Yesterday on the New York Times health blog, food writer Michael Pollan asked readers for a few new food rules that everyone should try to live by. For too long, he declared, people have “deferred to the voices of science and industry when it comes to eating.” (Maybe someone should clue Pollan in to the fact that organic is an industry too.) Of course, we couldn’t disagree more with Pollan’s claim that science has failed us in the meal planning department. But we couldn’t turn down an open invitation from the food-snob-in-chief, either.
So here are ten Center for Consumer Freedom-approved food rules we’re sending to Pollan – along with a couple of fast-food gift cards and The Joy of Cooking.
“Enjoy food. Not too much. Then get some exercise.” (Inspiration here.)
“There’s nothing wrong with eating animals. Most of them do it too.”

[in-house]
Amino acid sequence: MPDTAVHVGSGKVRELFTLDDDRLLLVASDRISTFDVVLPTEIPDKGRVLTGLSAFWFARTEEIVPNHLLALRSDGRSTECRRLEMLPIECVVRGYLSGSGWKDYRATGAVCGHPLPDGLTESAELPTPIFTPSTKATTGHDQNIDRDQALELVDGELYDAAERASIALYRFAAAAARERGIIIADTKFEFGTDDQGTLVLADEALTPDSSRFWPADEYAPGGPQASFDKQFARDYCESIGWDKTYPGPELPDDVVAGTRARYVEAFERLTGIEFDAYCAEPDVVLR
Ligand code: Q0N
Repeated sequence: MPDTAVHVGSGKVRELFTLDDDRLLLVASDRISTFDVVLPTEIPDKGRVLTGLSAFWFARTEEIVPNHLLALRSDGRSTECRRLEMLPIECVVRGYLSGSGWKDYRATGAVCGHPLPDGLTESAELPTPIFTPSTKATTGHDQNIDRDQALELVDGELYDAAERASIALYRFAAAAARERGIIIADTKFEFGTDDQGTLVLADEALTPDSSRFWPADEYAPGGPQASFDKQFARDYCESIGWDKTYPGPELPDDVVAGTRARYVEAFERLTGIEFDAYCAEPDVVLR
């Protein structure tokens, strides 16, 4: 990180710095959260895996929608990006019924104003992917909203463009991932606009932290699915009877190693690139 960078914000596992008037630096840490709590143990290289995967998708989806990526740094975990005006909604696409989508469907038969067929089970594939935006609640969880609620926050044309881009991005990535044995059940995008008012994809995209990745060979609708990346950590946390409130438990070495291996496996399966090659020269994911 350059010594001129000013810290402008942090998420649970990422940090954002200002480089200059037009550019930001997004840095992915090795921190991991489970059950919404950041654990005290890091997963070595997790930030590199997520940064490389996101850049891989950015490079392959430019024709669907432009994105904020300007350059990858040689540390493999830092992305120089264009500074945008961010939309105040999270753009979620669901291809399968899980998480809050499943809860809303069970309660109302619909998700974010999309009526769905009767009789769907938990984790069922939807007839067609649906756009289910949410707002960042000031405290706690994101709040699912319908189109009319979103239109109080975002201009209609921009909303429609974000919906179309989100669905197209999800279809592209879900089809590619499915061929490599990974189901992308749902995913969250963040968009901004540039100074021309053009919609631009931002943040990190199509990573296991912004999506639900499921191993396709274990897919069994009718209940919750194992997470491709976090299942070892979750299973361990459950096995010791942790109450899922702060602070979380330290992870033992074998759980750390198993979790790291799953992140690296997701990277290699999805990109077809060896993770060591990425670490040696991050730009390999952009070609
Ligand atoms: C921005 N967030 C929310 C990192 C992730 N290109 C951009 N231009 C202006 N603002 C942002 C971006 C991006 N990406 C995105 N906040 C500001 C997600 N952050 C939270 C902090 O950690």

“Don’t be afraid to eat anything your mother once served you.”
“It’s not the cupcake’s fault.”
“Don’t eat out of a dumpster. Even if it’s free and vegan.”
"One cheeseburger won’t make you fat, and one salad won’t make you thin."
“Don’t be a prude: Eat promiscuously.” (Inspiration here.)
“Life without veal stock, pork fat, sausage, organ meat, demi-glace, or even stinky cheese is a life not worth living.” (Anthony Bourdain)
“In spite of food fads, fitness programs, and health concerns, we must never lose sight of a beautifully conceived meal.” (Julia Child)
“Life is too short for self-hatred and celery sticks.” (Marilyn Wann)